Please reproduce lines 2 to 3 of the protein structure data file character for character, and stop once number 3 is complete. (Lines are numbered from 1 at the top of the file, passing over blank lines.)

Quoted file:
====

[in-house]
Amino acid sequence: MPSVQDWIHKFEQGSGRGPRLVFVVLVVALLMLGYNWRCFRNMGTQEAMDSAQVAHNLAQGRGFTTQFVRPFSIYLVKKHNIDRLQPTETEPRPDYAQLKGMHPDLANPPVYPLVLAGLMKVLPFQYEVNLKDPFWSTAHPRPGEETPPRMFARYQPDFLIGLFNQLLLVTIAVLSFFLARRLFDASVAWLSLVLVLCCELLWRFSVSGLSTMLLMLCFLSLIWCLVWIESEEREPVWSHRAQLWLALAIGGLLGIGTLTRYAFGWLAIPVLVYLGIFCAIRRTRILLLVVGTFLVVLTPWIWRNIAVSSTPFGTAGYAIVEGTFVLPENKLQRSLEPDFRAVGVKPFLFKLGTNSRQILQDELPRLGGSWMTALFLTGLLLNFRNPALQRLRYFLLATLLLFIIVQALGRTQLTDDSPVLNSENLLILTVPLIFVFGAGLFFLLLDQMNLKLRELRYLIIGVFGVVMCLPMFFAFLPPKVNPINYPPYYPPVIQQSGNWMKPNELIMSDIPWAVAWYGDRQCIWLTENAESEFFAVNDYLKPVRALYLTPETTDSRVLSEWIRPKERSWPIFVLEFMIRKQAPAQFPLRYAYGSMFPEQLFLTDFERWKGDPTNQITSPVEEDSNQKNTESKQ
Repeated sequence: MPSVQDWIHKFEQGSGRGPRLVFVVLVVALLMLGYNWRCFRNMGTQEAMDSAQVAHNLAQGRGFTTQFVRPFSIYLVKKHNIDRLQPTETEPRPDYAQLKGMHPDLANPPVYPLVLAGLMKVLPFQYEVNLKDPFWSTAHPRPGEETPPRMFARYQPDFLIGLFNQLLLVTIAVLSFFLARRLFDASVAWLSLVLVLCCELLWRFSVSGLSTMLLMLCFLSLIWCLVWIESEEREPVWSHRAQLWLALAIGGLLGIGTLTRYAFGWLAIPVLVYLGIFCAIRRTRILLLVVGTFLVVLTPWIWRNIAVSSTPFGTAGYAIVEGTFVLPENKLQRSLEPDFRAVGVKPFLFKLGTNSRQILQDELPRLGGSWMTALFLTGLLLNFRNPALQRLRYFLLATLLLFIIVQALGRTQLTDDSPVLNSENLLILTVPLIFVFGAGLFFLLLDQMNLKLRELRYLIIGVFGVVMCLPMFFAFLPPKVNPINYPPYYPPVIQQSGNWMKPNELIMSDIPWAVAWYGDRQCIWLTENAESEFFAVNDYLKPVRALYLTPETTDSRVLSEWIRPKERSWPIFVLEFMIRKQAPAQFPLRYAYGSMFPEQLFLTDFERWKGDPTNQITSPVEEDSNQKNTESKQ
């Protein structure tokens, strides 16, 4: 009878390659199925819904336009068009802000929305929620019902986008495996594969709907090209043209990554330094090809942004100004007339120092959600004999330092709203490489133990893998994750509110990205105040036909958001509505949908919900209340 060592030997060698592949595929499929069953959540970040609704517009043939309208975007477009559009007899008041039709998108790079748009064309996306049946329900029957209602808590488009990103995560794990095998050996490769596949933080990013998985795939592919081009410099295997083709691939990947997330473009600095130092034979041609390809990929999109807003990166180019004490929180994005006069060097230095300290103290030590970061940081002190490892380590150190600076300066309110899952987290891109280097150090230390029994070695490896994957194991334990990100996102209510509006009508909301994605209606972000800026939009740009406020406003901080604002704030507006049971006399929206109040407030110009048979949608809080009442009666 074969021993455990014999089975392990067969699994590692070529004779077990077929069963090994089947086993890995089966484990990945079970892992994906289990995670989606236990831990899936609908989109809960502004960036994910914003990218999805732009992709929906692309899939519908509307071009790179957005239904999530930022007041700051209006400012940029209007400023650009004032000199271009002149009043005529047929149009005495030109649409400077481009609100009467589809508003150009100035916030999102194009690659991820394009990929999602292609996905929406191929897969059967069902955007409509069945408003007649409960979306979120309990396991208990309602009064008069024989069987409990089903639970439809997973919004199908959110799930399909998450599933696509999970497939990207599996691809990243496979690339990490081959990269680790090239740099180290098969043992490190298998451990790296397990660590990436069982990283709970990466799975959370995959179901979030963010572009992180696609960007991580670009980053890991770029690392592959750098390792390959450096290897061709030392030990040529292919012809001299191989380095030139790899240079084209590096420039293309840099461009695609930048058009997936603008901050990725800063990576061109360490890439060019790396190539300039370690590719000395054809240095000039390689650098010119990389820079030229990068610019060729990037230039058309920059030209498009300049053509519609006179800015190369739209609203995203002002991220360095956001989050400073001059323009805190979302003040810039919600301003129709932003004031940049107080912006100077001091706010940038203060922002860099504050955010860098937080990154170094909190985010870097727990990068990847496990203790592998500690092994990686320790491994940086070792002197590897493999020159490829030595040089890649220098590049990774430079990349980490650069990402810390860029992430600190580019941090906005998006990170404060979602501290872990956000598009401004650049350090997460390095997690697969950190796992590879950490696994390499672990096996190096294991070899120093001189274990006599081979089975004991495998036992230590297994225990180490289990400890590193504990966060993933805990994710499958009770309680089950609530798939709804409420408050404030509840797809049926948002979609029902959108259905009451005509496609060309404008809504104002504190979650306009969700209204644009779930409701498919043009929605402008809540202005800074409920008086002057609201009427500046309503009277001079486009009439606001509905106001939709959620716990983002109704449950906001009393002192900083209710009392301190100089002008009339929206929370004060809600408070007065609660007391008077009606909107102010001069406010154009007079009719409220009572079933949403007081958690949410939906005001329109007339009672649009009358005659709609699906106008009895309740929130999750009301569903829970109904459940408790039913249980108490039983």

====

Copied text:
Amino acid sequence: MPSVQDWIHKFEQGSGRGPRLVFVVLVVALLMLGYNWRCFRNMGTQEAMDSAQVAHNLAQGRGFTTQFVRPFSIYLVKKHNIDRLQPTETEPRPDYAQLKGMHPDLANPPVYPLVLAGLMKVLPFQYEVNLKDPFWSTAHPRPGEETPPRMFARYQPDFLIGLFNQLLLVTIAVLSFFLARRLFDASVAWLSLVLVLCCELLWRFSVSGLSTMLLMLCFLSLIWCLVWIESEEREPVWSHRAQLWLALAIGGLLGIGTLTRYAFGWLAIPVLVYLGIFCAIRRTRILLLVVGTFLVVLTPWIWRNIAVSSTPFGTAGYAIVEGTFVLPENKLQRSLEPDFRAVGVKPFLFKLGTNSRQILQDELPRLGGSWMTALFLTGLLLNFRNPALQRLRYFLLATLLLFIIVQALGRTQLTDDSPVLNSENLLILTVPLIFVFGAGLFFLLLDQMNLKLRELRYLIIGVFGVVMCLPMFFAFLPPKVNPINYPPYYPPVIQQSGNWMKPNELIMSDIPWAVAWYGDRQCIWLTENAESEFFAVNDYLKPVRALYLTPETTDSRVLSEWIRPKERSWPIFVLEFMIRKQAPAQFPLRYAYGSMFPEQLFLTDFERWKGDPTNQITSPVEEDSNQKNTESKQ
Repeated sequence: MPSVQDWIHKFEQGSGRGPRLVFVVLVVALLMLGYNWRCFRNMGTQEAMDSAQVAHNLAQGRGFTTQFVRPFSIYLVKKHNIDRLQPTETEPRPDYAQLKGMHPDLANPPVYPLVLAGLMKVLPFQYEVNLKDPFWSTAHPRPGEETPPRMFARYQPDFLIGLFNQLLLVTIAVLSFFLARRLFDASVAWLSLVLVLCCELLWRFSVSGLSTMLLMLCFLSLIWCLVWIESEEREPVWSHRAQLWLALAIGGLLGIGTLTRYAFGWLAIPVLVYLGIFCAIRRTRILLLVVGTFLVVLTPWIWRNIAVSSTPFGTAGYAIVEGTFVLPENKLQRSLEPDFRAVGVKPFLFKLGTNSRQILQDELPRLGGSWMTALFLTGLLLNFRNPALQRLRYFLLATLLLFIIVQALGRTQLTDDSPVLNSENLLILTVPLIFVFGAGLFFLLLDQMNLKLRELRYLIIGVFGVVMCLPMFFAFLPPKVNPINYPPYYPPVIQQSGNWMKPNELIMSDIPWAVAWYGDRQCIWLTENAESEFFAVNDYLKPVRALYLTPETTDSRVLSEWIRPKERSWPIFVLEFMIRKQAPAQFPLRYAYGSMFPEQLFLTDFERWKGDPTNQITSPVEEDSNQKNTESKQ